We woke up our second morning ready for our first full day, excited to see London in the light.  We started out at Tower Bridge, and walked along the Thames, stopping at a few places along the way.  We came across more Christmas markets (cute, of course.  When is America going to get on board with this tradition?!), crossed the Millennium Bridge, gazed at St. Paul's (still a beaut), and toured the Museum of London.  

We left this off our itinerary last time we were in town because it's free and we had a seven day London Pass, which is very pricey, but worth it if you're going to do many/most of the sights included in the pass.  But this time around, we were all about free (remember that whole not-working-very-much thing?), so the Museum of London was right up our alley.  The museum covers the history of London from prehistoric to modern times, and we found it really fascinating and engaging.  Probably not a top-tier London museum (that belongs to the British Museum, the National Gallery, the Victoria & Albert, and the like) but if you've been here a couple of times, and you love London, then give it a couple of hours - I think you'll like it.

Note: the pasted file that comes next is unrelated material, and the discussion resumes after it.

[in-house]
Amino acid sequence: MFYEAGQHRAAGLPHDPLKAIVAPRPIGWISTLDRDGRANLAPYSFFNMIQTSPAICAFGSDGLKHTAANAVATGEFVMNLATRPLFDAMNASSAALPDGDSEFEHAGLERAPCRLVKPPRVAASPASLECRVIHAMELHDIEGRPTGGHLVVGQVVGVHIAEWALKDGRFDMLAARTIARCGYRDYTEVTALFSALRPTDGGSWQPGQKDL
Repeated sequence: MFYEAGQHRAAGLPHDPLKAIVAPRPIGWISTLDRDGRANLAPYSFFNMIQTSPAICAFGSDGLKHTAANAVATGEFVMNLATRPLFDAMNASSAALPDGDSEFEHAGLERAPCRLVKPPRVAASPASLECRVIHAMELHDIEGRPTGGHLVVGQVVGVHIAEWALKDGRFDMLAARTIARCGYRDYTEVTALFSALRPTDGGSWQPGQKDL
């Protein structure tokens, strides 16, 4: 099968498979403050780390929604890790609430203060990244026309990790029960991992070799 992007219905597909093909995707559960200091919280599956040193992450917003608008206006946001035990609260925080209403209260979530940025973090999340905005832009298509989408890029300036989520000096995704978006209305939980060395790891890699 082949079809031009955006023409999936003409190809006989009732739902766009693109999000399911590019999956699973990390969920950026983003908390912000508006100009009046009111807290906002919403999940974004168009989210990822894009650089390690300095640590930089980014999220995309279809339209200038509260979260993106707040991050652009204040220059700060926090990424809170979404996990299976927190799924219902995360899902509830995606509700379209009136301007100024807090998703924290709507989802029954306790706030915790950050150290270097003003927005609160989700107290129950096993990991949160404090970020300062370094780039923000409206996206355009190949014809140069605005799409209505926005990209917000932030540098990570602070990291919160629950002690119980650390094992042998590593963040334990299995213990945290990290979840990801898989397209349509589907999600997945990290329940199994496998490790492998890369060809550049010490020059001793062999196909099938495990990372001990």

From the Museum of London we crossed back to the Southbank (it's our fav) and kept walking along the Thames to Big Ben onward to Westminster Abbey and St. James Park.   We decided to go back to Winter Wonderland, this time primarily for dinner - pizza for me and fish and chips for Danny.  

By this point, even though it wasn't very late, it was quite dark, so we decided to do more Christmas-y type things, because what's more magical than Christmas lights at night?  Off to Covent Garden we went, to see their tree and decorations and festive tunes (for all you Christmas music haters...you don't know what you've got till it's gone!).  Inside it was so sweet with all their mistletoe and disco ball and there was even a Shake Shack!  The first and last time we had Shake Shack was at the JFK Airport when we were on our way to Madrid, so it was our last American meal, and because of that, I considered grabbing a bite there for about three seconds, but then I remembered how horribly expensive London is for us and said no no no, we've only been gone for 2.5 months, we're fine.